The psychology of "swiping": A cluster analysis of the mobile dating app Tinder

J Behav Addict. 2019 Dec 1;8(4):804-813. doi: 10.1556/2006.8.2019.58. Epub 2019 Oct 30.


Background and aims: The use of the smartphone dating application Tinder is increasingly popular and has received much media attention. However, no empirical study to date has investigated the psychological characteristics driving its adaptive or problematic use. The aim of this study is to determine whether reliable subtypes of users can be identified via a cluster analysis approach.

Methods: A total of 1,159 Tinder users were recruited. Survey questions investigated user characteristics, including: motives for app use, sexual desire, attachment styles, impulsivity traits, self-esteem, problematic use, depressive mood, and patterns of use.

Results: Four reliable clusters were identified: two with low levels of problematic use ("regulated" and "regulated with low sexual desire"), one with an intermediate level of problematic use ("unregulated-avoidants"), and one with a high level of problematic use ("unregulated-highly motivated"). The clusters differed on gender, marital status, depressive mood, and use patterns.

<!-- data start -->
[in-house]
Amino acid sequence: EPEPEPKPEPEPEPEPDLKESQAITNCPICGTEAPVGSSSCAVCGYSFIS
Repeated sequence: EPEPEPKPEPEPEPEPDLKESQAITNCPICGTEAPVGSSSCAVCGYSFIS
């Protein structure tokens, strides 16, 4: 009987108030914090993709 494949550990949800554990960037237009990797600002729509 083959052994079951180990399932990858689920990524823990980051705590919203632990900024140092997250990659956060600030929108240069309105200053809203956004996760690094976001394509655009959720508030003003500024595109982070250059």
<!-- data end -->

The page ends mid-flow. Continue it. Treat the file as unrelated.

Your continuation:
Conclusion: The findings provide insight into the dynamic relationships among key use-related factors and shed light on the mechanisms underlying the self-regulation difficulties that appear to characterize problematic Tinder use.

Keywords: Tinder; attachment; cybersex; impulsivity; motives; self-esteem.

MeSH terms

  • Adolescent
  • Adult
  • Aged
  • Cluster Analysis
  • Female
  • Humans
  • Impulsive Behavior*
  • Male
  • Middle Aged
  • Mobile Applications*
  • Object Attachment*
  • Online Social Networking*
  • Self Concept*
  • Self-Control*
  • Sexual Behavior*
  • Young Adult

Grants and funding

Funding sources: No financial support was received for this study.